Do you play Fortnite? If not, like me, there’s still a high likelihood that you will have come across the game in recent weeks. Epic Games, its developer, is currently embarking on a fight against Apple
The narrative Epic is trying to push was brilliantly illustrated through a short clip the company released in August: Apple, once the start-up intent on breaking IBM’s monopoly of the PC world, has now become Big Brother: controlling the way we access information, consume entertainment, and pay for services.
What happened? Epic attempted to add its own payment system to Fortnite, circumventing Apple’s 30% fee for in-app purchases. As this breached Apple’s standardised rules, Apple responded by banning Fortnite from the App Store. Further, Apple threatened to impede access to Unreal Engine, Epic’s developer ecosystem.
The conflict fundamentally revolves around the “railroad” problem. Back during the Roosevelt era of trustbusting, half a dozen US rail companies controlled 90% of the market for coal. This led to high prices for buyers and made it difficult for smaller coal companies to transport their goods. While history doesn’t repeat itself, it certainly rhymes. Today Big Tech today controls entire markets. Their platforms have become essential to how the world communicates and conducts business.
There have been complaints for years that Big Tech puts its own products and services at an unfair advantage. More recently, a “Coalition of App Fairness” (incl. Spotify & Match-Group) has formed to protest against Apple’s alleged anti-competitive behaviour. Spotify has been fighting against the “Apple tax” for years. Microsoft, also a major games developer, backs Epic’s efforts to isolate Unreal Engine from the Apple lawsuit. Meanwhile, Tencent & Sony have a minority stake in Epic. Suddenly, Apple, once America’s favourite tech company, seems under attack from all fronts.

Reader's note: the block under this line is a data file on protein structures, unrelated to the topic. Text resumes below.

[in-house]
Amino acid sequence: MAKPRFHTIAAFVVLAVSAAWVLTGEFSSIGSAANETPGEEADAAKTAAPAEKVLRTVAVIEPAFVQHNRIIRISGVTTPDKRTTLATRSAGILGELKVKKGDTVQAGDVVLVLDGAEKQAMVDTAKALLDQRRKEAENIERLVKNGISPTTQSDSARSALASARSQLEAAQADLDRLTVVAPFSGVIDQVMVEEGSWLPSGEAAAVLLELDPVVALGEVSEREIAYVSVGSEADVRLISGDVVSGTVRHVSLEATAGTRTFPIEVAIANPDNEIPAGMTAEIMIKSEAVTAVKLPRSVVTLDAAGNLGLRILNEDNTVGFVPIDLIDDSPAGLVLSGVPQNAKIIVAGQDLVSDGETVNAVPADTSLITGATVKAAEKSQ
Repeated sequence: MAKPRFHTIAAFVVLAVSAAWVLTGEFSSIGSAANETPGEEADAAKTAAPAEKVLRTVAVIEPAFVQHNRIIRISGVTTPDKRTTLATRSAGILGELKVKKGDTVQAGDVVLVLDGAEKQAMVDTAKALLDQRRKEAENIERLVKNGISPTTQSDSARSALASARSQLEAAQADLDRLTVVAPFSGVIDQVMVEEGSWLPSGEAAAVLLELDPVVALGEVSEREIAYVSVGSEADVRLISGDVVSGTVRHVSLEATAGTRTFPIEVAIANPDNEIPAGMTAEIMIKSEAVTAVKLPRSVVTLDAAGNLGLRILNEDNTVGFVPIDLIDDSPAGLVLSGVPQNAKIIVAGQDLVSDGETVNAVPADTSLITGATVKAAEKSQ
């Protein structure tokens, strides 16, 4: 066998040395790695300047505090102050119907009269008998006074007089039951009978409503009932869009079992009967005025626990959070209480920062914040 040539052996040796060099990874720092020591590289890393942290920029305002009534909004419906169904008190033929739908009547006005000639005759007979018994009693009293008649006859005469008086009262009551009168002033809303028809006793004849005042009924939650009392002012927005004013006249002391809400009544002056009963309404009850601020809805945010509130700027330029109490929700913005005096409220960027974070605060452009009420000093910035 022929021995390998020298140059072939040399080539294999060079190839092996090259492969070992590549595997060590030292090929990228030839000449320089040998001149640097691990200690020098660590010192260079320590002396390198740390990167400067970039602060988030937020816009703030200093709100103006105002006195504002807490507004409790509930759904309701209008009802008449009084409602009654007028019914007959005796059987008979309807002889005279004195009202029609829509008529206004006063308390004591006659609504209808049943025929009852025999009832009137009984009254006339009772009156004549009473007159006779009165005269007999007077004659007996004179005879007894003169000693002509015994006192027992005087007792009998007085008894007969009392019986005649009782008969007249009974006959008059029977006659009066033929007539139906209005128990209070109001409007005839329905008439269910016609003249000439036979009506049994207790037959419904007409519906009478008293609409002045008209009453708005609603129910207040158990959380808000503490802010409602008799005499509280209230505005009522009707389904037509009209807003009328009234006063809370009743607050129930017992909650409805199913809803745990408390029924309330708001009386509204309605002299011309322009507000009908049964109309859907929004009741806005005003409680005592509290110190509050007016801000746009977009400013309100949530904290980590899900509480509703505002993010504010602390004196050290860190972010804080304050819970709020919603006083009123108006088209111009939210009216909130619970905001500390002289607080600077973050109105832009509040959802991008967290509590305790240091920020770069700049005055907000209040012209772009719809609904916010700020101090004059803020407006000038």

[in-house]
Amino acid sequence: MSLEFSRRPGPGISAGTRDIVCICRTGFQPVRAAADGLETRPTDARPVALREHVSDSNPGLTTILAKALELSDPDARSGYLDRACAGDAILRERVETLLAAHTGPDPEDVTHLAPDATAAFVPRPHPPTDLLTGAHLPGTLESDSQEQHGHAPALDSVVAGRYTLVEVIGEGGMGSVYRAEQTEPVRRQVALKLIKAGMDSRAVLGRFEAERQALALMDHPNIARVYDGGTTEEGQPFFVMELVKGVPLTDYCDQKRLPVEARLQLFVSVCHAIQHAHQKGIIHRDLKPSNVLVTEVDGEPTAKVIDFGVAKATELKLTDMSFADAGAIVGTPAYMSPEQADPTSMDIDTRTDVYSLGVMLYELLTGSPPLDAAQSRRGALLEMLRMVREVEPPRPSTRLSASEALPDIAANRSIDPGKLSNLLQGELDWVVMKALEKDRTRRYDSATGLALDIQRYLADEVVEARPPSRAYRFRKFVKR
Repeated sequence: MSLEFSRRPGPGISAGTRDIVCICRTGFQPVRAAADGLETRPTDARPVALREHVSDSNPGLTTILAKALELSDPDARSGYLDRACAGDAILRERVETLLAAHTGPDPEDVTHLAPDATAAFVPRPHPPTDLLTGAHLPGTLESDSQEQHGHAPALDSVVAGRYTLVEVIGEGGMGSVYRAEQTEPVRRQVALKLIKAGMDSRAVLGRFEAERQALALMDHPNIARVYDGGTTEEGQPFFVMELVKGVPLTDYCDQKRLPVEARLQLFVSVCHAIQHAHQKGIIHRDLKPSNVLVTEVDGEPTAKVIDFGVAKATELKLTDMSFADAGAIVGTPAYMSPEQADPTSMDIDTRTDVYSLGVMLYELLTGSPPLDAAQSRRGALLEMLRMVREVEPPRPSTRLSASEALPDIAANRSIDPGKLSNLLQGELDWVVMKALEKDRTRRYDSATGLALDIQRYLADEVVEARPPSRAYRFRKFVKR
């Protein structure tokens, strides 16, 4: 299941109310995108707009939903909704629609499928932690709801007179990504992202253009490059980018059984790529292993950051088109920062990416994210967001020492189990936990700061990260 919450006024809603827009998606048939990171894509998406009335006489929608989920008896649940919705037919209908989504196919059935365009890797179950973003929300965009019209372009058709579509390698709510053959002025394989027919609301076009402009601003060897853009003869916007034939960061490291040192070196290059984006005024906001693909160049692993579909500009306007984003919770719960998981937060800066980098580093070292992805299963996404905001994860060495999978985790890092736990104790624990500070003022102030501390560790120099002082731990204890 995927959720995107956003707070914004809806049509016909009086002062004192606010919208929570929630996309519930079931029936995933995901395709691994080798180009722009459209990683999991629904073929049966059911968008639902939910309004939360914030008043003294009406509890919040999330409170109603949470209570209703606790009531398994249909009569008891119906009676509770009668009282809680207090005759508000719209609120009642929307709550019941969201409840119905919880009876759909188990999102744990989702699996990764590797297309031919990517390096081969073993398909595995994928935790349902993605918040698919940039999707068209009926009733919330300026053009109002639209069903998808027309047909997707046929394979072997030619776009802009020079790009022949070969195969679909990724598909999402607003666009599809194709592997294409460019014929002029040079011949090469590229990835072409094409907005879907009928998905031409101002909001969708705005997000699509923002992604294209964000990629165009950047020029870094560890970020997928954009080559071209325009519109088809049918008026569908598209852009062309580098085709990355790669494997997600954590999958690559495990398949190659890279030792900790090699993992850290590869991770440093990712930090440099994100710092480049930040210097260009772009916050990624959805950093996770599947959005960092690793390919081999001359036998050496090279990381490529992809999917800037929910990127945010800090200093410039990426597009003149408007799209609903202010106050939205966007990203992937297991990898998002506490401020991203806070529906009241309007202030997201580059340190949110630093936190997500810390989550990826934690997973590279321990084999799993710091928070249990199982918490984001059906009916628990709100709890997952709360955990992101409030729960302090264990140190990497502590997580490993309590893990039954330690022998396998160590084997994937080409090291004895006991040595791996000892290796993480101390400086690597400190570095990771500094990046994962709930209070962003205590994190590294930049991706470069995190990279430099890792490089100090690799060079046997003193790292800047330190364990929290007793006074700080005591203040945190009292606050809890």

In late August, a judge upheld Apple’s Fortnite ban for breach of guidelines, but ruled that Apple cannot cut off Unreal Engine, as it would harm innocent third parties. For both companies there’s a lot at stake. An Epic win would threaten Apple’s App Store ecosystem. Meanwhile, a pushback against Epic would derail the company’s grand vision for the Internet’s next big thing: the Metaverse.
Tim Sweeney, Epic’s billionaire founder, has made no secret of his admiration for this digital world. The Metaverse refers to a virtual space that’s always online and active. It has its own economy, jobs, and relationships. Whether you’re located in Melbourne or Amsterdam doesn’t matter. It’s a place where your unfulfilled real-world desires get fulfilled. Fortnite – and the gaming sector – have come closest towards mirroring a version of Metaverse due to the sheer power of gaming devices and the strong bond of the gaming community.
Fortnite, the Metaverse’s flagship game, currently counts 350 million users. That number alone exceeds the entire US population. Sweeney is well aware of the market’s size and growth potential. And when a norm-defying nerd has the opportunity to create his digital utopia, one thing is sure: he doesn’t want a gatekeeper in place.